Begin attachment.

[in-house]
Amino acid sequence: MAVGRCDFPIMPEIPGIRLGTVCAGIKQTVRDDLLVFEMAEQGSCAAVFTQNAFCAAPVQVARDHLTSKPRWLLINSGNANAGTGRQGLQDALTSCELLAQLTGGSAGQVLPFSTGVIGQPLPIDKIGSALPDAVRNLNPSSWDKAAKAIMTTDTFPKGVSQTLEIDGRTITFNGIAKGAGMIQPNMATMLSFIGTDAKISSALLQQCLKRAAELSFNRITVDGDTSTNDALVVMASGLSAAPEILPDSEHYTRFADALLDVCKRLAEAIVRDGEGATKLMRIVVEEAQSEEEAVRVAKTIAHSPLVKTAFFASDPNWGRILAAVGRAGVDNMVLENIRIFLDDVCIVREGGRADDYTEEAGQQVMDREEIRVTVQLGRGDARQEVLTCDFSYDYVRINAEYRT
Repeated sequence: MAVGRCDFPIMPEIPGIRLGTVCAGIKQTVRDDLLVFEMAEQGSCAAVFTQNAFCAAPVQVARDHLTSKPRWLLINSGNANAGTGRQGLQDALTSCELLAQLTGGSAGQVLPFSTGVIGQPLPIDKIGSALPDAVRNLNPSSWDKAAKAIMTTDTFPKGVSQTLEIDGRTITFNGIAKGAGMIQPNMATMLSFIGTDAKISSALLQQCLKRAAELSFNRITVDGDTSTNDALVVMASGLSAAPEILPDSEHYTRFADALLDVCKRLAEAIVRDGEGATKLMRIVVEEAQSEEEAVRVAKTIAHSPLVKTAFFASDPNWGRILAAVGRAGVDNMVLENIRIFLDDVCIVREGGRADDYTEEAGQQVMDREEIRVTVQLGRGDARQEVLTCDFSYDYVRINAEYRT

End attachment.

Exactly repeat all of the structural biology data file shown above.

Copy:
[in-house]
Amino acid sequence: MAVGRCDFPIMPEIPGIRLGTVCAGIKQTVRDDLLVFEMAEQGSCAAVFTQNAFCAAPVQVARDHLTSKPRWLLINSGNANAGTGRQGLQDALTSCELLAQLTGGSAGQVLPFSTGVIGQPLPIDKIGSALPDAVRNLNPSSWDKAAKAIMTTDTFPKGVSQTLEIDGRTITFNGIAKGAGMIQPNMATMLSFIGTDAKISSALLQQCLKRAAELSFNRITVDGDTSTNDALVVMASGLSAAPEILPDSEHYTRFADALLDVCKRLAEAIVRDGEGATKLMRIVVEEAQSEEEAVRVAKTIAHSPLVKTAFFASDPNWGRILAAVGRAGVDNMVLENIRIFLDDVCIVREGGRADDYTEEAGQQVMDREEIRVTVQLGRGDARQEVLTCDFSYDYVRINAEYRT
Repeated sequence: MAVGRCDFPIMPEIPGIRLGTVCAGIKQTVRDDLLVFEMAEQGSCAAVFTQNAFCAAPVQVARDHLTSKPRWLLINSGNANAGTGRQGLQDALTSCELLAQLTGGSAGQVLPFSTGVIGQPLPIDKIGSALPDAVRNLNPSSWDKAAKAIMTTDTFPKGVSQTLEIDGRTITFNGIAKGAGMIQPNMATMLSFIGTDAKISSALLQQCLKRAAELSFNRITVDGDTSTNDALVVMASGLSAAPEILPDSEHYTRFADALLDVCKRLAEAIVRDGEGATKLMRIVVEEAQSEEEAVRVAKTIAHSPLVKTAFFASDPNWGRILAAVGRAGVDNMVLENIRIFLDDVCIVREGGRADDYTEEAGQQVMDREEIRVTVQLGRGDARQEVLTCDFSYDYVRINAEYRT